Global Tropospheric Chemistry and Climate Change

A. RADIATION BALANCE OF THE ATMOSPHERE: THE GREENHOUSE EFFECT 763

1. Global Absorption and Emission of Radiation 763

2. Radiative Transfer Processes in the Atmosphere 766

a. Macroscopic View 766

b. Molecular'Level View 767

c. From Molecules to the Global Atmosphere 768

3. Dependence of Net Infrared Absorption on Atmospheric Concentrations 769

B. CONTRIBUTION OF TRACE GASES TO THE GREENHOUSE EFFECT 770

1. Infrared Absorption by Trace Gases 770

2. Trends in Trace Gas Concentrations 773

a. C02 773

b. CH4 777

c. N20 779

e. CFCs, HCFCs, and HFCs 783

f. Other Gases 783

3. Radiative Forcing by Greenhouse Gases and Global Warming Potentials 783

a. Instantaneous and Adjusted Radiative Forcing 783

b. Absolute and Relative Global Warming Potentials 784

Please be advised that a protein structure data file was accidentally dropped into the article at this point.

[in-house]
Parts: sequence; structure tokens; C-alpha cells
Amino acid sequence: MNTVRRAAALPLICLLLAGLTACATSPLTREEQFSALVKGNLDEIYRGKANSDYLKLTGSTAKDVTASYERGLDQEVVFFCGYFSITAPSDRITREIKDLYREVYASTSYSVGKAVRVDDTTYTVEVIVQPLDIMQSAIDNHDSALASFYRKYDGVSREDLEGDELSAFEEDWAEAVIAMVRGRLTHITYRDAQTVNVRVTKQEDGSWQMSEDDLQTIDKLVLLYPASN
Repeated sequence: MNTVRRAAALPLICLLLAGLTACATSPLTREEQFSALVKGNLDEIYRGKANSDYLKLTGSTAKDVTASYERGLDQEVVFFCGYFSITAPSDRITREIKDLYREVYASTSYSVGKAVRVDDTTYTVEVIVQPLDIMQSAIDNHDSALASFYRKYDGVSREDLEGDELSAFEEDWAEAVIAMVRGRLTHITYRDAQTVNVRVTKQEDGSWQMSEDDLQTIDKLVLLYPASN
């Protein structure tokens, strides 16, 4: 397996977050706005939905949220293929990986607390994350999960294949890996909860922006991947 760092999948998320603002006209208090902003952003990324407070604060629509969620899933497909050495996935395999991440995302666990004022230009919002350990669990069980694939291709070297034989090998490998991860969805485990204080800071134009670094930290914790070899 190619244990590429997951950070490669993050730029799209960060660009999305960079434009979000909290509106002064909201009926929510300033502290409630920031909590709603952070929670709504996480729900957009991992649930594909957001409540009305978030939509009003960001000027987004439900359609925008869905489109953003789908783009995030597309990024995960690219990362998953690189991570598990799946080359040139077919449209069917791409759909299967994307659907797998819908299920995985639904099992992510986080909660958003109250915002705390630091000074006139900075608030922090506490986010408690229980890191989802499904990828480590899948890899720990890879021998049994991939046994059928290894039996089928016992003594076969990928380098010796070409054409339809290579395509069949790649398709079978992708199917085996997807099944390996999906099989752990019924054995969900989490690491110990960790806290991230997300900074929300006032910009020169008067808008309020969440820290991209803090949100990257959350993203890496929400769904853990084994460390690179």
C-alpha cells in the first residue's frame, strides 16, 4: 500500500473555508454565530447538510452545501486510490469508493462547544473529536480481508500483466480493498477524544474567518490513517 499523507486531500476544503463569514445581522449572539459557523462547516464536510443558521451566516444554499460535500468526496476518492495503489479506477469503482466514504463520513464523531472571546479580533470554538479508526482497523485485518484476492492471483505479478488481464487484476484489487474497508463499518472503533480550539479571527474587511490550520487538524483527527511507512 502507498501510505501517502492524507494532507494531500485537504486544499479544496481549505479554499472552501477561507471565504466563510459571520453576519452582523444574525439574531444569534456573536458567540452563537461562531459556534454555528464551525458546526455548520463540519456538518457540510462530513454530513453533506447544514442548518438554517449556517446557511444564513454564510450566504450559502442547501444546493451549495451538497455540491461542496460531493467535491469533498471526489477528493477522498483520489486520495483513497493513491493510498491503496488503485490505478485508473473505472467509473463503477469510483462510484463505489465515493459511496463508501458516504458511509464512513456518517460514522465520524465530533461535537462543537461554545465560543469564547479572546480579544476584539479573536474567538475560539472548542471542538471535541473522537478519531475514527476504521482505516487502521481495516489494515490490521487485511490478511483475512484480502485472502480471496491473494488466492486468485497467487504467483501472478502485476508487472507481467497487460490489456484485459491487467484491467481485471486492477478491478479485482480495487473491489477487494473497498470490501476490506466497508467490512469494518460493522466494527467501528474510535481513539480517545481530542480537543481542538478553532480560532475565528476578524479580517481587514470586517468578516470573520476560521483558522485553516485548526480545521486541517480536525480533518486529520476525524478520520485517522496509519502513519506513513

C. AEROSOL PARTICLES, ATMOSPHERIC RADIATION, AND CLIMATE CHANGE 788

1. Direct Effects 789

a. Scattering of Solar Radiation 789

b. Absorption of Solar Radiation 796

c. Absorption of Long'Wavelength Infrared 798

2. Indirect Effects of Aerosol Particles 799

a. Clouds 799

b. Heterogeneous Chemistry Involving Climate Species 814

D. SOME OTHER FACTORS AFFECTING GLOBAL CLIMATE 814

1. Absorption of Solar Radiation by Clouds 814

2. Feedbacks: Water Vapor, Clouds, and the "Supergreenhouse Effect" 819

3. Solar Variability 821

4- Volcanic Eruptions 822 5. Oceans 822

E. OBSERVATIONS OF CLIMATE CHANGES 823

1. Observed Temperature Trends 823

a. Trends over the Past Century 823

b. Temperatures and Other Proxies for Climate Change over the Past ~ 105 Years 825

2. Other Climate Changes 828

F. THE FUTURE 828

G. PROBLEMS 829 REFERENCES 829

0 0

Post a comment